Rosengren loses a feather

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Boston Fed president, Eric Rosengren has been dovish (and right) for the past few years. Reading the FOMC minutes, my guess has been that he is the one that wants more stimulus now due to low inflation.

The fact that he was packing the following chart tends to support this hunch … But


His speech overnight suggests he has changed his mind (or that i was wrong, in which case arch dove is likely to be Kocherlakota).

In terms of monetary policy, it would in my view be premature to stop the Fed’s large-scale asset purchase program at this time. I believe the Fed should continue the purchase program until we see more sustained improvement in labor markets and have greater confidence that the economic recovery is sufficiently self-sustaining to yield continued progress in reducing the still very high unemployment rate.

However, I would also say that it may be undesirable to abruptly stop purchases, so it may make sense to consider a modest reduction in the pace of asset purchases if we see a few months more of gradual improvement in labor markets and improvement in the overall growth rate in the economy – consistent, by the way, with my forecast, which is somewhat more optimistic than that of many private forecasters.

What’s going on here? The FOMC are missing badly on employment and inflation, but might taper soon? I think it is the old stock-flow debate. The FOMC thinks it is the stock that does the work – so they will not have tightened until their balance sheet shrinks. The market, however, thinks it is the flow!

I would reiterate that with an open-ended asset purchase program, changing the flow of purchases does not necessarily yield, in the end, a smaller central bank balance sheet. That would depend on having a fixed point for cessation of purchases, combined with a lower flow of purchases. So, even if we were to adjust the rate of monthly purchases, the ultimate size of the Fed’s balance sheet would depend on the point of cessation. If economic growth proves sufficient and the purchase program was not extended over a longer time period, the size of the balance sheet could be smaller than otherwise.

We will see if the Fed holds their nerve when they actually taper … The exits from QE1 and QE2 suggest the equity market won’t like it, and that may undo the economic argument for monetary tightening from higher inflation, and ultimately cause the FOMC to reverse track.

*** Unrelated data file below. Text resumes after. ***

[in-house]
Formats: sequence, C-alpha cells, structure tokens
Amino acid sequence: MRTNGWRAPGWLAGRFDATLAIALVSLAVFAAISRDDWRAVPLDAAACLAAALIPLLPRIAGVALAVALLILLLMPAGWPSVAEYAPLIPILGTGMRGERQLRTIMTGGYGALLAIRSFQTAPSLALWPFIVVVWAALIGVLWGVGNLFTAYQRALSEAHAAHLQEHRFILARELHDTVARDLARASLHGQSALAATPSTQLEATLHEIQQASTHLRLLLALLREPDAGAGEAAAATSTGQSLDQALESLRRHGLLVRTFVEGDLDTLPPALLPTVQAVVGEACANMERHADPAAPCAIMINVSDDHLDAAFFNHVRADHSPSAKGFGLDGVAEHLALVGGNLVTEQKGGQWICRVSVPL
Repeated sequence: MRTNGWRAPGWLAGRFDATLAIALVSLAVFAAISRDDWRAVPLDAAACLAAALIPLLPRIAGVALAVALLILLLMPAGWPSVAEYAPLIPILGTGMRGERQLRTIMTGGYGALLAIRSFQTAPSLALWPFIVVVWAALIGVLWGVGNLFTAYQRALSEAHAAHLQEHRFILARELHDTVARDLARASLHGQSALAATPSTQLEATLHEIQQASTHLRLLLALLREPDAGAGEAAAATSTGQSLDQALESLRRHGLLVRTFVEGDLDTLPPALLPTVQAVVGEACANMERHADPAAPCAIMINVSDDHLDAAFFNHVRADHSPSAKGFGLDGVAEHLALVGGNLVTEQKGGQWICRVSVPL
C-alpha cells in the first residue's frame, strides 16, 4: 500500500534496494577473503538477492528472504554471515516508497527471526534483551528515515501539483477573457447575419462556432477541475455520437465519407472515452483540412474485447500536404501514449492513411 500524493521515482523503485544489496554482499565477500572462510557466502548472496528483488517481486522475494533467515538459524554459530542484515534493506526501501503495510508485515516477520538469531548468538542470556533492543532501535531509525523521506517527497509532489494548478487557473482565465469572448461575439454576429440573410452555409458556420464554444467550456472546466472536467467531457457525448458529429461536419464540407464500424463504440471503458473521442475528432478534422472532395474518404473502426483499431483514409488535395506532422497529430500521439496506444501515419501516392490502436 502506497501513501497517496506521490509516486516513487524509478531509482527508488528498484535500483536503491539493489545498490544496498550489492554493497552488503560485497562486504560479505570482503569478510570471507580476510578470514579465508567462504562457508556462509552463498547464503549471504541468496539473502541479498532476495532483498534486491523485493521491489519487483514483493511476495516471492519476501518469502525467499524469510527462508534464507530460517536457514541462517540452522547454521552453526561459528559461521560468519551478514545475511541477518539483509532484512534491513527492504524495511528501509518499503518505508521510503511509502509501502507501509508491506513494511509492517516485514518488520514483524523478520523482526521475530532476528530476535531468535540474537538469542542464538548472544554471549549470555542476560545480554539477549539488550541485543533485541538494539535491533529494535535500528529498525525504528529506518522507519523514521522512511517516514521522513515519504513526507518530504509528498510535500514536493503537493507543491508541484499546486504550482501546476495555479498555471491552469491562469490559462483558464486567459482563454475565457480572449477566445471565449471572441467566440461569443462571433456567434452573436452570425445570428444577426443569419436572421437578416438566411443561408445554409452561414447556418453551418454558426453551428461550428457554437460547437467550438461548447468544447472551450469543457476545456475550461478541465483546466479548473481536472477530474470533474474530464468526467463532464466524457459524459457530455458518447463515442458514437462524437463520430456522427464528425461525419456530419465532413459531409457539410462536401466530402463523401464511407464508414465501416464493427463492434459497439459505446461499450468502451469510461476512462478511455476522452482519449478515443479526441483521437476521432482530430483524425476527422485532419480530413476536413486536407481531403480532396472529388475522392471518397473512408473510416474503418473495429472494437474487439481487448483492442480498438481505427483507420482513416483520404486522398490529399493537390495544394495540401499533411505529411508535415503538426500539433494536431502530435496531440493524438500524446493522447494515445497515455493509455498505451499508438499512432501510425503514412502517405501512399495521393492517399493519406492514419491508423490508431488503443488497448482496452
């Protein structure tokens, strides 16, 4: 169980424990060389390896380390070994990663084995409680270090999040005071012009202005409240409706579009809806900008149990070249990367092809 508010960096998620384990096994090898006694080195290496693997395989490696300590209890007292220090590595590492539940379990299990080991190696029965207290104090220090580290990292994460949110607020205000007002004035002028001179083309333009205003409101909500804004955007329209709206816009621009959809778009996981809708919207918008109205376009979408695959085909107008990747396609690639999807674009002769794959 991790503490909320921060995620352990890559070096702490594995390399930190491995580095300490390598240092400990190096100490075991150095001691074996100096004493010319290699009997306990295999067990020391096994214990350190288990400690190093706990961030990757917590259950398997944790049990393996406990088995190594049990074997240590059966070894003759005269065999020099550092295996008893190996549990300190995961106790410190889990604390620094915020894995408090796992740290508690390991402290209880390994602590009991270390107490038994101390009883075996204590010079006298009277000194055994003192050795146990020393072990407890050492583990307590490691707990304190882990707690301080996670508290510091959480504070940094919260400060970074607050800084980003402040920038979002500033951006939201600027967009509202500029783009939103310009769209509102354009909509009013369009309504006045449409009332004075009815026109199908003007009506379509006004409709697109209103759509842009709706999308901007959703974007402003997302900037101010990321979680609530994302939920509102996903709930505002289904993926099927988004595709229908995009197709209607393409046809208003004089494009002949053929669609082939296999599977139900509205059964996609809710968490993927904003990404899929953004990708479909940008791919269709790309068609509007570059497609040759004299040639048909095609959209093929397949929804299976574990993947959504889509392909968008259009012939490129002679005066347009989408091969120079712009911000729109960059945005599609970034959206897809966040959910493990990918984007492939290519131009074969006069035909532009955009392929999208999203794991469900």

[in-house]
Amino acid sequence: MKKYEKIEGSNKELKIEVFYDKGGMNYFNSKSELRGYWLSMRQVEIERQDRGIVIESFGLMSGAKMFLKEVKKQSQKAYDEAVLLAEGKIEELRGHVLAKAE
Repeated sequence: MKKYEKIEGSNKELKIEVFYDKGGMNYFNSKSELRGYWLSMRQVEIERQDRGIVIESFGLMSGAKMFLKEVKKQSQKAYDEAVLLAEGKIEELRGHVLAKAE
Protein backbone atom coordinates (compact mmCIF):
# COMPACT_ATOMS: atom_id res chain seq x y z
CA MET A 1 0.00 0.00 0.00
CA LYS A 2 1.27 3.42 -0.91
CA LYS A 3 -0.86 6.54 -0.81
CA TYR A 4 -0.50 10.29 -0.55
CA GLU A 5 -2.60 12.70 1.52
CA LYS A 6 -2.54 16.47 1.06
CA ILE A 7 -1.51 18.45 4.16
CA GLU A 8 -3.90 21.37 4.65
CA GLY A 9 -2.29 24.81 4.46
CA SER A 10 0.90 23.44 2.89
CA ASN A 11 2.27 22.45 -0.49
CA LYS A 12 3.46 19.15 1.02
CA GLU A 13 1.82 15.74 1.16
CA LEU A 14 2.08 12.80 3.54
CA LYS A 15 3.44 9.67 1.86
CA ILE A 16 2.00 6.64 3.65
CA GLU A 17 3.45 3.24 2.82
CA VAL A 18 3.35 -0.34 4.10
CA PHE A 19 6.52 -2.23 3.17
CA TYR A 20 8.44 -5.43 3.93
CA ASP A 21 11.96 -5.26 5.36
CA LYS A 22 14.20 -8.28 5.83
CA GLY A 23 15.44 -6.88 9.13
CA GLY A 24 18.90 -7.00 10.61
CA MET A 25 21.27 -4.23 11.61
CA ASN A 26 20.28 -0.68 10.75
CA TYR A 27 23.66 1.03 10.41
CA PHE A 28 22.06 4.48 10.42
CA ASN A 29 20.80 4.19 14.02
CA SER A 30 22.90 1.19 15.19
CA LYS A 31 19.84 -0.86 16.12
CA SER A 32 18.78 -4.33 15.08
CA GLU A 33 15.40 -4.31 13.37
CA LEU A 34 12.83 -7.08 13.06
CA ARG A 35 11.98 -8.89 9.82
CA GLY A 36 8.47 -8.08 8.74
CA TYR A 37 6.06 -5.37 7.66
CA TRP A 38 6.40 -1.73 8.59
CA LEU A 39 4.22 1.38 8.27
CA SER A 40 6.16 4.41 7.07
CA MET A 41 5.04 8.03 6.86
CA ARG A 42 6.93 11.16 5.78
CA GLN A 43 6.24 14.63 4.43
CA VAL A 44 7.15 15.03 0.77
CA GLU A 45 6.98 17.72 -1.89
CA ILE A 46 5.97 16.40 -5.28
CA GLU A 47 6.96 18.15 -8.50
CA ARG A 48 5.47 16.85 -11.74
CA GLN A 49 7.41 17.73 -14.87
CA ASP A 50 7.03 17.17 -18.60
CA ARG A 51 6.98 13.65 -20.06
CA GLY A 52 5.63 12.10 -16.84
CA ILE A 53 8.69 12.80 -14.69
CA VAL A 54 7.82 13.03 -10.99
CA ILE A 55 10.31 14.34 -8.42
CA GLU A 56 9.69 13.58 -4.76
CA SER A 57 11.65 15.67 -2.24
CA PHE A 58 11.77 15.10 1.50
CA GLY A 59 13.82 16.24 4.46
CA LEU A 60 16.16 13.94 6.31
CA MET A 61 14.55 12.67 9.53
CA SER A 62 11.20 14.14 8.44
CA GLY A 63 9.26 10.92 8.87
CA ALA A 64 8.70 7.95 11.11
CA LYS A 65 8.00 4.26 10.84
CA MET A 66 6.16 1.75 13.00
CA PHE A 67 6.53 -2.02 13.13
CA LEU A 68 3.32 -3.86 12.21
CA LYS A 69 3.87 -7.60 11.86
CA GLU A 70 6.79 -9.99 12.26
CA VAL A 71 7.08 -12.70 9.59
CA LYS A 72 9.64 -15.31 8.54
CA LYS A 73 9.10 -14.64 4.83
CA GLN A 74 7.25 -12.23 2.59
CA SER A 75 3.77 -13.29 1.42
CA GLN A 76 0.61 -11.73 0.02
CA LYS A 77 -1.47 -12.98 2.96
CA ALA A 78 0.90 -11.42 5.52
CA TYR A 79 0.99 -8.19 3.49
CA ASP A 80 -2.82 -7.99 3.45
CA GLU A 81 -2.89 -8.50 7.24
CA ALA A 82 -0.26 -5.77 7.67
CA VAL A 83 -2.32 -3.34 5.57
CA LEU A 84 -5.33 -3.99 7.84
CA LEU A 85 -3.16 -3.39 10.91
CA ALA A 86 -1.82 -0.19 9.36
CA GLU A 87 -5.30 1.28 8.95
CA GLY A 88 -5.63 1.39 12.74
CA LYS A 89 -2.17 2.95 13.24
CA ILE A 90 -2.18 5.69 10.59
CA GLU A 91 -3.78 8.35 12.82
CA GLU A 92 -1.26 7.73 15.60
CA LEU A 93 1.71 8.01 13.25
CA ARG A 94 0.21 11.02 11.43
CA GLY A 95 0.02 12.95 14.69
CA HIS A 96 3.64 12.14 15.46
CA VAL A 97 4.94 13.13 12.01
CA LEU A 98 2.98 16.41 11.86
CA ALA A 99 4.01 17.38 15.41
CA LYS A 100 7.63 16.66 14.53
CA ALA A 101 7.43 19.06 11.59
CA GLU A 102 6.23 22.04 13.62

In any case, with Rosengren talking tapering it seems like the FOMC is headed toward the exit, probably at their September or December meetings (which are followed by press conferences).


  1. Yes, of course it’s the flow, or more specifically, the flow relative to expectations. If the FOMC members don’t understand that, they don’t understand their own policy.

    Central bankers around the world seem profoundly uncomfortable with increasing the money supply when nominal rates are low.

  2. Flow or not flow, it can’t go on forever. There will be a point where it stops and markets will have to deal with it. The longer they wait the more disconnected with reality financial markets may become and the risk of a disorderly exit gets bigger. So I think it’s good to start talking about this now, it prepares expectations now.

    1. I’m sure that’s the view of many FOMC members and market economists. The problem is that the policy doesn’t fully work if the markets think the Fed believes it can’t go on forever. The policy works through backward induction and the more credible the Fed’s determination to inflate ‘whatever it takes’, the faster the policy will work and the less they will have to buy.

      1. Well, it would go on “forever” if the economy never picks up (hopefully that is not the case). But I see nothing wrong with saying that the Fed are “considering a modest reduction in the pace of asset purchases if we see a few months more of gradual improvement in labor markets and improvement in the overall growth rate in the economy”.

  3. I just hope they can avoid the same crazy stuff that’s going on in Japan right now. More than investing is becoming a gamble there. Volatility is just crazy. That can’t be good for the economy.

  4. what’s your take on capex? have we passed the mining investment peak or not? are other sectors ready to take over?

    1. doesn’t look great to me, but more like a slow grind lower than a plunge just now. On the principle that the first thought is not the best i am working on a few things before i post.

    1. Homer, just realised it’s you – I assume it isn’t a secret, as it’s on your blog. I remember you from Catallaxy (won’t disclose my pseudonym there). I’ve stopped commenting there, as its gone a bit too feral even for my political leanings. Kates is a bit mad and Samuel J seems to be a good contrary indicator for just about everything… Thanks for the links. I got value out of Matt Cowgill’s posts. I was aware of him through his tweets, but Twitter always seems to bring out the worst or least worthy in people (eg The Kouk). Not impressed with Andrew Elder’s conspiracy-laden post though. Cheers.

  5. Probably at the peak around now but we will not be falling.


    Who is the biggest star on My US list? Is it RA?

  6. Rajat,

    I do not agree with every link but they are all interesting. I made a point of that this week.

    It is great weekend reading from a variety of sources not the least Our mate here.

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